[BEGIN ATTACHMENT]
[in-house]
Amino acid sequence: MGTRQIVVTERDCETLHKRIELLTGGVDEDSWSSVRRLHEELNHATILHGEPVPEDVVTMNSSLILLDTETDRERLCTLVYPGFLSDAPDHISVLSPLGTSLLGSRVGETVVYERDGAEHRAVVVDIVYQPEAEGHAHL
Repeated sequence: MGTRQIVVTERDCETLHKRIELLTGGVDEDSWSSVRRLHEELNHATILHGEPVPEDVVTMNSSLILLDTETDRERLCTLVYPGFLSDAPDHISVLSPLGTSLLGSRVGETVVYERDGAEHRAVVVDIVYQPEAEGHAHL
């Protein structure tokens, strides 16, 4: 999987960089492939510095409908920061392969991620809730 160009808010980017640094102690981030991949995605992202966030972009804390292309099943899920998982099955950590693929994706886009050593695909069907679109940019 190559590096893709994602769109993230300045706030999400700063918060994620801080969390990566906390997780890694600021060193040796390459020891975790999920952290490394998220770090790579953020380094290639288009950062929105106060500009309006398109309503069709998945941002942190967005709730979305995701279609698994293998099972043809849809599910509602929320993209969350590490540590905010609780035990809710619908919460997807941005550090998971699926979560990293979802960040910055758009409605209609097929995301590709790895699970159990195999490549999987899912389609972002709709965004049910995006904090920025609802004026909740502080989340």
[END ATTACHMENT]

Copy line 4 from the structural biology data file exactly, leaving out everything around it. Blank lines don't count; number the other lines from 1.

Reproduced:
């Protein structure tokens, strides 16, 4: 999987960089492939510095409908920061392969991620809730 160009808010980017640094102690981030991949995605992202966030972009804390292309099943899920998982099955950590693929994706886009050593695909069907679109940019 190559590096893709994602769109993230300045706030999400700063918060994620801080969390990566906390997780890694600021060193040796390459020891975790999920952290490394998220770090790579953020380094290639288009950062929105106060500009309006398109309503069709998945941002942190967005709730979305995701279609698994293998099972043809849809599910509602929320993209969350590490540590905010609780035990809710619908919460997807941005550090998971699926979560990293979802960040910055758009409605209609097929995301590709790895699970159990195999490549999987899912389609972002709709965004049910995006904090920025609802004026909740502080989340």